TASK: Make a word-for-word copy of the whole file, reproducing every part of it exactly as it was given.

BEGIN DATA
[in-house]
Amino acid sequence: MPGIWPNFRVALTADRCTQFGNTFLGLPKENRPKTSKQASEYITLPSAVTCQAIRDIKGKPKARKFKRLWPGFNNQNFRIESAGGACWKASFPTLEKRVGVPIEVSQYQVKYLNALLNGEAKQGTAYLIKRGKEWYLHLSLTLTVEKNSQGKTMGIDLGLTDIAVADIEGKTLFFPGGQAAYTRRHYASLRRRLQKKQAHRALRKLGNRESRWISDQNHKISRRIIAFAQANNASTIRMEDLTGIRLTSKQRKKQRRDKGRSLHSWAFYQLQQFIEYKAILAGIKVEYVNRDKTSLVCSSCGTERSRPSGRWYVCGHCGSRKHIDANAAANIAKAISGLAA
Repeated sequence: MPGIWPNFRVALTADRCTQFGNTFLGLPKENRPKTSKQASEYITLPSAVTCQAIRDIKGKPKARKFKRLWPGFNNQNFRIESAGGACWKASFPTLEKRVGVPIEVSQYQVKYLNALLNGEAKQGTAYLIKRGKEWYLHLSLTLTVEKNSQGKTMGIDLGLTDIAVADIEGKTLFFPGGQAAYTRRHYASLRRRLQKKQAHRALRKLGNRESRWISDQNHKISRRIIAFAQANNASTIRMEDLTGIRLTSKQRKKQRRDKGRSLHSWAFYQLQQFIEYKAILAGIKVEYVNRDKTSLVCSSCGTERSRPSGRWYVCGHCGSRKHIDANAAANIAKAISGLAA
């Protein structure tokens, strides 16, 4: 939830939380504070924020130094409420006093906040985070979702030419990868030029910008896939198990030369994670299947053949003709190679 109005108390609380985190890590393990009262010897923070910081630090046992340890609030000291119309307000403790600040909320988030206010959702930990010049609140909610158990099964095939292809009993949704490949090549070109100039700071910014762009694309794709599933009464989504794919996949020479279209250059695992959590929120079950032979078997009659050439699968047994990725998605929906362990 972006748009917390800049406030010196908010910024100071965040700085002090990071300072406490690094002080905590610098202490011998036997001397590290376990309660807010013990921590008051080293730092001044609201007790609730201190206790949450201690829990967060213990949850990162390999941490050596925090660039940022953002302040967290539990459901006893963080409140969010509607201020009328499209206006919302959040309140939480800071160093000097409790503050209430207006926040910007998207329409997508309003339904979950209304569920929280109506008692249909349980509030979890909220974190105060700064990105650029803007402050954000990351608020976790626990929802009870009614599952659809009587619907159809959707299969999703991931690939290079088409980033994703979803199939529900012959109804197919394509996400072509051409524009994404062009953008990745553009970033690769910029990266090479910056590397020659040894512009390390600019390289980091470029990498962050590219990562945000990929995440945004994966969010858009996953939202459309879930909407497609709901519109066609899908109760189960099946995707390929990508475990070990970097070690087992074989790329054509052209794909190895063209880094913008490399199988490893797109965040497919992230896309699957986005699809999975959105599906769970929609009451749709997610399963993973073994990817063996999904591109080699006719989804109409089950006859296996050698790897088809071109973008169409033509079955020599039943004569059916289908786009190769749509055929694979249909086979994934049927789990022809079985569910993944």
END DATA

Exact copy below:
[in-house]
Amino acid sequence: MPGIWPNFRVALTADRCTQFGNTFLGLPKENRPKTSKQASEYITLPSAVTCQAIRDIKGKPKARKFKRLWPGFNNQNFRIESAGGACWKASFPTLEKRVGVPIEVSQYQVKYLNALLNGEAKQGTAYLIKRGKEWYLHLSLTLTVEKNSQGKTMGIDLGLTDIAVADIEGKTLFFPGGQAAYTRRHYASLRRRLQKKQAHRALRKLGNRESRWISDQNHKISRRIIAFAQANNASTIRMEDLTGIRLTSKQRKKQRRDKGRSLHSWAFYQLQQFIEYKAILAGIKVEYVNRDKTSLVCSSCGTERSRPSGRWYVCGHCGSRKHIDANAAANIAKAISGLAA
Repeated sequence: MPGIWPNFRVALTADRCTQFGNTFLGLPKENRPKTSKQASEYITLPSAVTCQAIRDIKGKPKARKFKRLWPGFNNQNFRIESAGGACWKASFPTLEKRVGVPIEVSQYQVKYLNALLNGEAKQGTAYLIKRGKEWYLHLSLTLTVEKNSQGKTMGIDLGLTDIAVADIEGKTLFFPGGQAAYTRRHYASLRRRLQKKQAHRALRKLGNRESRWISDQNHKISRRIIAFAQANNASTIRMEDLTGIRLTSKQRKKQRRDKGRSLHSWAFYQLQQFIEYKAILAGIKVEYVNRDKTSLVCSSCGTERSRPSGRWYVCGHCGSRKHIDANAAANIAKAISGLAA
């Protein structure tokens, strides 16, 4: 939830939380504070924020130094409420006093906040985070979702030419990868030029910008896939198990030369994670299947053949003709190679 109005108390609380985190890590393990009262010897923070910081630090046992340890609030000291119309307000403790600040909320988030206010959702930990010049609140909610158990099964095939292809009993949704490949090549070109100039700071910014762009694309794709599933009464989504794919996949020479279209250059695992959590929120079950032979078997009659050439699968047994990725998605929906362990 972006748009917390800049406030010196908010910024100071965040700085002090990071300072406490690094002080905590610098202490011998036997001397590290376990309660807010013990921590008051080293730092001044609201007790609730201190206790949450201690829990967060213990949850990162390999941490050596925090660039940022953002302040967290539990459901006893963080409140969010509607201020009328499209206006919302959040309140939480800071160093000097409790503050209430207006926040910007998207329409997508309003339904979950209304569920929280109506008692249909349980509030979890909220974190105060700064990105650029803007402050954000990351608020976790626990929802009870009614599952659809009587619907159809959707299969999703991931690939290079088409980033994703979803199939529900012959109804197919394509996400072509051409524009994404062009953008990745553009970033690769910029990266090479910056590397020659040894512009390390600019390289980091470029990498962050590219990562945000990929995440945004994966969010858009996953939202459309879930909407497609709901519109066609899908109760189960099946995707390929990508475990070990970097070690087992074989790329054509052209794909190895063209880094913008490399199988490893797109965040497919992230896309699957986005699809999975959105599906769970929609009451749709997610399963993973073994990817063996999904591109080699006719989804109409089950006859296996050698790897088809071109973008169409033509079955020599039943004569059916289908786009190769749509055929694979249909086979994934049927789990022809079985569910993944």